Unfortunately for the Akia, this same trend played out with every light source and every projector, and was even apparent in a room with nearly zero ambient light where you would expect a higher gain screen to perform better, but the colors just looked muted and washed out on the Akia in every situation.  The Akia also had unexpectedly poor off axis performance with hotspoting on the near side of the screen and a noticeably dim area on the far side, so the Wemax easily took this round.

That means in Round 2 we’ve got the $450 Wemax on the left and the $696 Nothing Projector Screen on the right, and the ambient light black floor difference is even more severe than it was in the previous round, but this time it’s the Nothing Projector Screen with the higher contrast and better black levels in almost all conditions.

For the 45 degree ambient light test and the zero ambient light test, the Nothing Projector Screen had blacker blacks and whiter whites, but in the 15 degree ambient test the Wemax actually had a better black floor due to the fact that it was the lowest gain screen that I tested.  Unfortunately, that also meant that the luminance was lower, which was more apparent using the Formovie projector than it was with the super bright AWOL. 

Off axis performance was equal between the two, and both offer the super wide viewing angles that lenticular CLR screens are known for.  If your room has more diffuse Ambient light, and your projector is sufficiently bright the Wemax screen might be a good choice, but in most situations the Nothing Projector Screen performed better, so it moves on to the next round.

And the next round is tricky because it should be the Nothing Projector Screen on the right vs the Formovie Fresnel screen on the left, but the design of this test makes that impossible since the Fresnel screen blocks out any light that doesn’t come from the bottom middle of the screen.  So for this round I tested each screen individually and then cut and flipped the images in Adobe Premiere. 

And with the Formovie set up properly it significantly outperformed the Nothing Projector screen in both the 15 degree diffuse light and the zero ambient light test, and in the 45 degree ambient light test the results were confusing.  The Nothing Projector screen clearly has blacker blacks and rejects more of that ambient light, but you can also see that there is a noticeable gradient of reflected light with the bottom of the screen having significantly better black levels, while the Formovie screen looks more gray, but black levels are uniform through the whole screen.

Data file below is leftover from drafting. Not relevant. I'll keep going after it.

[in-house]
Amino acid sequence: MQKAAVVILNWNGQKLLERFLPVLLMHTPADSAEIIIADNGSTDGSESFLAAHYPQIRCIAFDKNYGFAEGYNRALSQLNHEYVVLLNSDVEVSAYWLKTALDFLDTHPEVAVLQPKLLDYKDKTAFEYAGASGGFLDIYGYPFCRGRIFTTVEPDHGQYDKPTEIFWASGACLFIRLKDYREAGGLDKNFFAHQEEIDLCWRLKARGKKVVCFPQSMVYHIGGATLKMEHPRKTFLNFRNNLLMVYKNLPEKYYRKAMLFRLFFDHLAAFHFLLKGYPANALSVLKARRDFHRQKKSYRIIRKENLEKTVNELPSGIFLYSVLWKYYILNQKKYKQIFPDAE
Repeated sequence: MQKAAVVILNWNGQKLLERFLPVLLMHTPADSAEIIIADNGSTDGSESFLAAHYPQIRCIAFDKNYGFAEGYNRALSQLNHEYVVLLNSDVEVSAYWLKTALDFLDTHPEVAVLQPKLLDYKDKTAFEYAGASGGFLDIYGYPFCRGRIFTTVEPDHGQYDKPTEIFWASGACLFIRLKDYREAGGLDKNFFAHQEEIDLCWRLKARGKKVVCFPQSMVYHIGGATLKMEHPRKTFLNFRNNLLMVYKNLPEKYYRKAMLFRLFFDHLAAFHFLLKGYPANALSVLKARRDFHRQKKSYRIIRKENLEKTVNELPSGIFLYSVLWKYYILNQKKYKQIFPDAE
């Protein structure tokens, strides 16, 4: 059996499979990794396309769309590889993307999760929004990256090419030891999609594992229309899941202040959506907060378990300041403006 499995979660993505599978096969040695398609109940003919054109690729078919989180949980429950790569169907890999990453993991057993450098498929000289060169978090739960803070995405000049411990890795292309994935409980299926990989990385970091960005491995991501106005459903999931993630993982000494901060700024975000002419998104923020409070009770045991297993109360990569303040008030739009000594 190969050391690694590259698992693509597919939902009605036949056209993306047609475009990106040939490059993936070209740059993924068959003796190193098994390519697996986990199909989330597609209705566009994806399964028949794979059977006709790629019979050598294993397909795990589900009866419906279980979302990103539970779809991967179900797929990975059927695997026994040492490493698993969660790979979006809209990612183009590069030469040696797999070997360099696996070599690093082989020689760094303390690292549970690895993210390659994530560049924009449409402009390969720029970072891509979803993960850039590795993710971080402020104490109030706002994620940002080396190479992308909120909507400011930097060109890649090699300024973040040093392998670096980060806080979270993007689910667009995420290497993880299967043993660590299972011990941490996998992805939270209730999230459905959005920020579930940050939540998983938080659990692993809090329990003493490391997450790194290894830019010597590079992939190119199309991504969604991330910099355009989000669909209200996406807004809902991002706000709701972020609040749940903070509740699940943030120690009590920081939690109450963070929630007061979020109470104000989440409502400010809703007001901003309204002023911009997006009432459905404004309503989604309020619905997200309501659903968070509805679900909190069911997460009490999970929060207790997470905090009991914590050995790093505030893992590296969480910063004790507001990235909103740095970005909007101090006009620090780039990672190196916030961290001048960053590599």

Still, in most conditions the Formovie Screen was significantly better as long as you are watching within a 45 degree cone, but off axis the Formovie Fresnel screen was significantly worse, so I’m going to move the Nothing Projector Screen on so we can compare lenticular screens to lenticular screens, but I’m pretty convinced that Fresnel screens are the future of UST projector screens as long as extreme viewing angles aren’t important in your space.

So that means that on the left we’ve got the $696 Nothing Projector Screen and on the right is the $1399 Spectra Vantage, and with all the lights off I could barely tell any difference between them, except maybe slightly higher color saturation on the Spectra and very slightly more contrast, but I’d mostly call it a tie.  However, with the diffuse 15 degree ambient light the black levels on the Spectra were noticeably better without any corresponding loss in luminance, and I even think the whites may have been slightly whiter on the Spectra as seen here.

With the 45 degree light source the outcome was the same with the Spectra screen achieving slightly higher contrast due to a lower black floor, and off axis both screens performed well as far as image uniformity, but the Spectra had a more noticeable reduction in brightness.  So overall I do think that the Spectra screen has a slight edge over the Nothing Projector screen in terms of black level and general performance, but whether it is $600 better is a decision you’ll ultimately need to make for yourself, and I think both screens are very good.

When testing the floor rising screens I attempted the same side by side comparisons, but the housing of the floor rising mechanism made it impossible to butt the screens together, so I found it was more useful to use the single screen footage and mirror them in Premiere.

So on the left is the $1479 Nothing Projector floor rising screen and on the right is the $1350 Vividstorm S Pro floor rising screen, and these screens are basically identical in performance, both on paper and in practice.  I couldn’t see any significant difference between picture quality in any of the ambient light conditions, and off axis both of the screens performed well with no hotspots or dim areas.